• Bryan Norcross

Atlantic systems showing some signs of development

The National Hurricane Center is continuing to call out 3 systems spread out across the tropical Atlantic. They are all related to a broad seasonal band of disturbed weather – the technical name is the monsoon trough. The broad disturbance can provide the moisture and the initial spin to get systems going.



The question is, what's going to happen when one or more of the systems organizes into a tropical depression or tropical storm. Computer forecast models are especially poor at forecasting the future track and intensity of developing systems, especially when there are other systems in the neighborhood. That's the situation we have here, so today's model forecasts are expected to change. Predictions bounce around like crazy.


Tropical Disturbance #1 is small but showing some signed of an organized rotation. It's heading toward the northern Caribbean islands as a moisture surge. It should arrive in the northeastern islands late tomorrow and then spread across Puerto Rico, the Dominican Republic, and Haiti through midweek. Forecasts show the moisture reaching Florida around next weekend.


If it's going to organize into a tropical depression, it's got challenges. The environment around the disturbance is clearly dry and dusty, making it hard for the thunderstorms to develop, and allowing the disturbance to strengthen. Also, the apparent track is right over the tall mountains of the northern Caribbean islands, which are always disruptive. Later in its life, the upper winds are forecast to become hostile.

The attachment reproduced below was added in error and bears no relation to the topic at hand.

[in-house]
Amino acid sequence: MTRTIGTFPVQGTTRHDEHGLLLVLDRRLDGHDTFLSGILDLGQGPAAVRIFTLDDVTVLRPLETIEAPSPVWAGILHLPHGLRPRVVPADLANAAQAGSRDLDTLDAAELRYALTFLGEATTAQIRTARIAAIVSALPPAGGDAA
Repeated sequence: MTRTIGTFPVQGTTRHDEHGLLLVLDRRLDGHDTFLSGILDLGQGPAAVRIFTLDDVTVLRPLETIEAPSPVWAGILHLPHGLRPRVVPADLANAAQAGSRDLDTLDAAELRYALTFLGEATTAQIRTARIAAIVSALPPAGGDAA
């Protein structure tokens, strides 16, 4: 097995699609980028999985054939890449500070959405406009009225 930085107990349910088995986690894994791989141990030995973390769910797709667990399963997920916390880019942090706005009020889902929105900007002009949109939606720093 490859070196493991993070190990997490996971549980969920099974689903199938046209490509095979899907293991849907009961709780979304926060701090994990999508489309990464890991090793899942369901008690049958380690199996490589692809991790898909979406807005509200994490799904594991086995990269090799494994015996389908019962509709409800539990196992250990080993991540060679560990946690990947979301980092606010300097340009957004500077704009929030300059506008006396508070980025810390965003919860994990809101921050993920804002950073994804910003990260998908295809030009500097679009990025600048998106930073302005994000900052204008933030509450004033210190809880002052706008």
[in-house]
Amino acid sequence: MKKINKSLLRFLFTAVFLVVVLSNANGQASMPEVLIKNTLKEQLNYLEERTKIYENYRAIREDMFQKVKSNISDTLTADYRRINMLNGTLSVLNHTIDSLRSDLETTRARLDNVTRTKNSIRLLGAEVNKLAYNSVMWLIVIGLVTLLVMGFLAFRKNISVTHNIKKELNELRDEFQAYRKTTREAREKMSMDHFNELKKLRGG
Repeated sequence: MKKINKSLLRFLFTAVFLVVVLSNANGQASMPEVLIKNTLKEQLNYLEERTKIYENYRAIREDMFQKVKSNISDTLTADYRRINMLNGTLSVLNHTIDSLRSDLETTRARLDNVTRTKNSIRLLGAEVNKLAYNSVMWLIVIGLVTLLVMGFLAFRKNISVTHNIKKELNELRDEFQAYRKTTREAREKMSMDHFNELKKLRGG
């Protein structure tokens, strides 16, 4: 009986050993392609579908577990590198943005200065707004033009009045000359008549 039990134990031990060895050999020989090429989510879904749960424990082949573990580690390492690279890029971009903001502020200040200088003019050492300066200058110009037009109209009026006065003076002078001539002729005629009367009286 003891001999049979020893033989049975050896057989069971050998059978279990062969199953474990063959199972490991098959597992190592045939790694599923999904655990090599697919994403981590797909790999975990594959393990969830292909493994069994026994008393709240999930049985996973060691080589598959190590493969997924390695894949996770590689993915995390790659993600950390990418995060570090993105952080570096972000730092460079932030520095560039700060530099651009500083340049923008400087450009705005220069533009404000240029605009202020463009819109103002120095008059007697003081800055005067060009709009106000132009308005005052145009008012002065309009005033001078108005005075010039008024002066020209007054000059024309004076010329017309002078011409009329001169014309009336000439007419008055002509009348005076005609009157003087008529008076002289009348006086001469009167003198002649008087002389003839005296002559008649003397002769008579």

For now, the expectation is that it will just be moisture surge bringing some gusty winds and tropical downpours to the islands, but we will have to watch it.



Tropical Disturbance #2 is showing some organization as well, and the National Hurricane Center is giving it a fair chance of developing. It's hot on the heels of Disturbance #1, which could inhibit both of them somewhat. The computer forecast models are no help. Some credible models organize it at times into a significant storm heading toward the islands while others dissipate the circulation. For now, the best evidence it that it will drift in the direction of the Caribbean.


It will also have dry air to contend with, although the upper winds appear somewhat supportive of development in the short term, unless it gets too close to Disturbance #1.


The current thinking is that Disturbance #2 will arrive in the southern to middle Caribbean islands about Wednesday.


If or when these disturbances organize into well-defined independent systems and not just tropical mush, the computer forecast models should settle down. Hopefully, we'll have a better idea of what the systems will do.


Tropical Disturbance #3 is a small almost-cloudless swirl near the Capo Verde Islands in the far eastern Atlantic. It now appears it will not develop. The steering currents favor pushing it northwest toward the open Atlantic. It will likely still affect the Cabo Verde Islands in the far eastern Atlantic with some gusty rain, however.


At this point, Disturbances #1 and #2 look like the ones to watch. We'll see if they can build any thunderstorms around the circulation and separate themselves from the broad area of disturbed weather, plus the dry, dusty air and other systems, which are reasonably close by.


It doesn't appear that anything will develop quickly.